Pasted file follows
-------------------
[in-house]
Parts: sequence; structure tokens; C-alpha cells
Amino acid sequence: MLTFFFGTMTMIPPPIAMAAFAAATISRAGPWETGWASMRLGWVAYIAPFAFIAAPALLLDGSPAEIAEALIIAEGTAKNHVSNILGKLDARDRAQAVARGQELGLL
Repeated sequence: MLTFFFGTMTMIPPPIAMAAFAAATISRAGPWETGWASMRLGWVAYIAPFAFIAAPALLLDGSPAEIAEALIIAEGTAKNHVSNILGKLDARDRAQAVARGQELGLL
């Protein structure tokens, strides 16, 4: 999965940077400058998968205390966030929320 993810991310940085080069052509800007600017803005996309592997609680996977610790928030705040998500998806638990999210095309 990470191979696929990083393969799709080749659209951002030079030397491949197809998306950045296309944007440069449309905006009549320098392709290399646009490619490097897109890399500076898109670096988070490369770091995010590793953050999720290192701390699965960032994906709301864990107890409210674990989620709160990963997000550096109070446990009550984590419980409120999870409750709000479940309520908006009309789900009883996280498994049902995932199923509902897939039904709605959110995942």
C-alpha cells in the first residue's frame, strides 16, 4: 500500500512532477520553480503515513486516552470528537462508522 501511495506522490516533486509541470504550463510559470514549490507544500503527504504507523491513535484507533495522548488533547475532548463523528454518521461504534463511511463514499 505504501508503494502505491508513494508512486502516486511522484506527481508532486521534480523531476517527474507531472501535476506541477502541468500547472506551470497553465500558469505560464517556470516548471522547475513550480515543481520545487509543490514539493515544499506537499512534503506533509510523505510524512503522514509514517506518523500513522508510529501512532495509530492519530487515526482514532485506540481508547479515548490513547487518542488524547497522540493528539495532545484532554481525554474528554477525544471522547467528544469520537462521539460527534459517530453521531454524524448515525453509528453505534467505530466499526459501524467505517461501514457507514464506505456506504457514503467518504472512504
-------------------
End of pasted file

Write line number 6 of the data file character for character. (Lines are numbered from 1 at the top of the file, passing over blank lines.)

C-alpha cells in the first residue's frame, strides 16, 4: 500500500512532477520553480503515513486516552470528537462508522 501511495506522490516533486509541470504550463510559470514549490507544500503527504504507523491513535484507533495522548488533547475532548463523528454518521461504534463511511463514499 505504501508503494502505491508513494508512486502516486511522484506527481508532486521534480523531476517527474507531472501535476506541477502541468500547472506551470497553465500558469505560464517556470516548471522547475513550480515543481520545487509543490514539493515544499506537499512534503506533509510523505510524512503522514509514517506518523500513522508510529501512532495509530492519530487515526482514532485506540481508547479515548490513547487518542488524547497522540493528539495532545484532554481525554474528554477525544471522547467528544469520537462521539460527534459517530453521531454524524448515525453509528453505534467505530466499526459501524467505517461501514457507514464506505456506504457514503467518504472512504